Brazil is the major user and producer of pesticides in Latin America. The country is among the world's most diverse in species, as well as boasts 3rd in endemic (found only in that country) plants and animals. Deforestation is followed by agricultural pesticide use to control weeds, cotton pests, and mosquitos at the rate of 5 pounds per year for each of the 23 million and growing farmworkers.

Although DDT has been banned in the United States and Canada and replacement chemicals may be safer for birds, some have proved deadly for pollinators. "They're not a magic bullet aimed at just one organism. They're quite toxic to a broad sweep of organisms, including bees and butterflies", says Stephen Buchmann, coauthor of The Forgotton Pollinators. "Not all insecticides are created equal. DDT is moderately poisonous to honeybees and for solitary bees, while highly toxic killers include such formulations as malathion."

A good illustration of our own pesticide decimation of pollinators is the alkali bee. Alfalfa flowers are very similar to scotch broom flowers with the keel and wing petals needing to be "unhinged". We saw that honeybees rarely trip this mechanism, but alkali bees are masters at this. In the 1940's in the Great Basin area of Utah, farmers realized that alkali bees, not honeybees, were responsible for pollinating more than 50% of alfalfa flowers found in their fields. The reason Utah was the principle producer of alfalfa seeds in the 20's and 30's was because of alkali bees, whose nesting sites at that time ran into the millions. Once farmers discovered the secrets of their high productivity, they began managing these bees. Since the alkali bee is a ground-nester, they formed troughs along the edge of their fields and lined them with special materials to provide suitable sites for alkali bee burrows. With that care and attention, alkali bees became the first ground-nesting bee to be managed.

But troubles began in the late 1940's, when the increased demand for seed caused the farmers to plough new sites, inviting hugh flocks of gulls to eat overwintering bee larvae. Then with increasing pesticide use in the 50's and 60's, the alkali bee numbers dwindled. Today their numbers are nothing compared to what they once were.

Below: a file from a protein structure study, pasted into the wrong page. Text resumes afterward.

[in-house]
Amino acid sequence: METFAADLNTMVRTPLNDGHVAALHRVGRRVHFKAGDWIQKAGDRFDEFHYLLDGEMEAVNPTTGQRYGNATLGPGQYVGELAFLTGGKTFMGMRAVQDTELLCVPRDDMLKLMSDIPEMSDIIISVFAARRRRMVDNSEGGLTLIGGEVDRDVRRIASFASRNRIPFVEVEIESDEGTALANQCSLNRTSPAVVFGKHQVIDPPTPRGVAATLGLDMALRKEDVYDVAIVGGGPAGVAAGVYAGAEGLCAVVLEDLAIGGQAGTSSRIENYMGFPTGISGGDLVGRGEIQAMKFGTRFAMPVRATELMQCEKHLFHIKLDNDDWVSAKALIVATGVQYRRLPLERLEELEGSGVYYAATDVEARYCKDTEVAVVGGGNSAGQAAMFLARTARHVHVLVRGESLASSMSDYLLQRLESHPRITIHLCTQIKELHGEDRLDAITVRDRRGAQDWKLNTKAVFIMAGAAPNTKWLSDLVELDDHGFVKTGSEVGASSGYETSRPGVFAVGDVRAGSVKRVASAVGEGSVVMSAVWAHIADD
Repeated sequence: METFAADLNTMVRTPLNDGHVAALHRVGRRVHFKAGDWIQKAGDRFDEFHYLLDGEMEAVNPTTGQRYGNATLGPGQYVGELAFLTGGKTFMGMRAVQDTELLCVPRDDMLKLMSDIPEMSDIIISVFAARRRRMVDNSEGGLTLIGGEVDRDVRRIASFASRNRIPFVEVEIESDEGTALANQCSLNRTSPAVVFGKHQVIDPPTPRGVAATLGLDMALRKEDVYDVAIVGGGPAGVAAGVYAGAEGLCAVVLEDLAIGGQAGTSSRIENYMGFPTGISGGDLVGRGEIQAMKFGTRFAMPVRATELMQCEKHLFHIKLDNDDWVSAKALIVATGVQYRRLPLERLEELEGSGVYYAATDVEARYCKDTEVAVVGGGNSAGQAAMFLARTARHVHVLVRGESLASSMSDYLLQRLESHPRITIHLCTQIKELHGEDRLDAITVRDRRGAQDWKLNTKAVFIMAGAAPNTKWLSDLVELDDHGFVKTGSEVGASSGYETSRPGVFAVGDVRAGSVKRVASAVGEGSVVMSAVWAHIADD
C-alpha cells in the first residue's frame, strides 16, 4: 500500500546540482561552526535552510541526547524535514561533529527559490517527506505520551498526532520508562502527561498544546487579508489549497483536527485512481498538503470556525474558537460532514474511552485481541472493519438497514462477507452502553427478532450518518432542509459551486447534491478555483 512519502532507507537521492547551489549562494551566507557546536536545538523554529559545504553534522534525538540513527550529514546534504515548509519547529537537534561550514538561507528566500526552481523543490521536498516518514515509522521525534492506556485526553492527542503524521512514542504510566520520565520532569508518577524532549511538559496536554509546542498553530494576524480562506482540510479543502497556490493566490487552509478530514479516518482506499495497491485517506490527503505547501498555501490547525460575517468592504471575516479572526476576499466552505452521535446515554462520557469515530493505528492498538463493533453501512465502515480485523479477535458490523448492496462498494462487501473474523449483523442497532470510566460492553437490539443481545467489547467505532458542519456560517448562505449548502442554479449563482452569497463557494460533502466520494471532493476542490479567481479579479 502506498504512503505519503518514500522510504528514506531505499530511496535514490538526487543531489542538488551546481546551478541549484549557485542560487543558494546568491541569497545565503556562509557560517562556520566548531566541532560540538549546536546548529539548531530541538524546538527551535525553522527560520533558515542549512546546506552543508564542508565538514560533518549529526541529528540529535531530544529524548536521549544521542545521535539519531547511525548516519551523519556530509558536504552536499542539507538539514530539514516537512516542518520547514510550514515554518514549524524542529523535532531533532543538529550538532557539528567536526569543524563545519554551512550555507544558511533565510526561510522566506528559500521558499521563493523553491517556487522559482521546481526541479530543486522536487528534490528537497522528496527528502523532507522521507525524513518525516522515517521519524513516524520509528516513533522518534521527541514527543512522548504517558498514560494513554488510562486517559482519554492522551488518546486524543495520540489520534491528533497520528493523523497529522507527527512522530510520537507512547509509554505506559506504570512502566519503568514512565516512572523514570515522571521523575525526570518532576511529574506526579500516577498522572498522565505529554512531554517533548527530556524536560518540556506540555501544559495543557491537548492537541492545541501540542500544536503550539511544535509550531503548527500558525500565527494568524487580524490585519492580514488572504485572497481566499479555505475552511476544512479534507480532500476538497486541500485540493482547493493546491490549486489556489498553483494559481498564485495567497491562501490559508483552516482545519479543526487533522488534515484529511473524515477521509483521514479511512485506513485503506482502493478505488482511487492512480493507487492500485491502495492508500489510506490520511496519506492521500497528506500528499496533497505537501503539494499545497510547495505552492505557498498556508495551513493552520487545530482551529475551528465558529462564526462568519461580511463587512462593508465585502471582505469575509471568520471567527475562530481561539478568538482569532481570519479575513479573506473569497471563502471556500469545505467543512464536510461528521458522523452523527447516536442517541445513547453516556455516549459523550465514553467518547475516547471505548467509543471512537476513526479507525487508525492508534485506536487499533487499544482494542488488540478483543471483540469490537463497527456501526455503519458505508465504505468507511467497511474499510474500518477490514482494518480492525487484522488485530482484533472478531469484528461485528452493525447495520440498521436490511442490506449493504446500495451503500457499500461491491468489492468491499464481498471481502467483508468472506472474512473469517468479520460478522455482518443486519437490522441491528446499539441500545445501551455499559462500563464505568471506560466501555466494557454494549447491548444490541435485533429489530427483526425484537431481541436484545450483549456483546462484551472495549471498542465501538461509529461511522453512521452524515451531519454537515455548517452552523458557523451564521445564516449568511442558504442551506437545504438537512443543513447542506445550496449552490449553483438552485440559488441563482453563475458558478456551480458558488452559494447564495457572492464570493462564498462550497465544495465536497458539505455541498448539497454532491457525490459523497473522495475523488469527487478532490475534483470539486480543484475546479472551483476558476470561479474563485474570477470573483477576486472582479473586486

Pesticides aren't the only problem here. The alkali bee story illustrates as well what happens when adjacent wild lands are cleared for greater crop production. Most bees are either solitary, or ground-nesting, or both. When native vegetation is cleared and nothing but cultivated, managed fields remain, there are no nesting sites or nesting materials for these bees.
Blueberries have tiny vase-shaped flowers which are simply too deep for the honeybee's tongue. Thus they are ineffective pollinators. When the southeastern blueberry bee does it's work, blueberry production soars . The long tongue of the southeastern blueberry bee is finely equipped for this job. Honeybees are simply ineffective at this work. Still, hungry for profits, farmers have enlarged their fields by clearing and planting neighboring wildlands, destroying the homes of the very bee that services them most effectively.

All this land clearing and destruction of wild forages actually explains why our European honeybee has been so successful. Honeybees, like their African cousins, love to follow humans around. They are a disturbance-loving bee. As tropical rainforests are cleared, Africanized bees are the first bees to colonize the slash-and-burn areas, competing with the now displaced natives.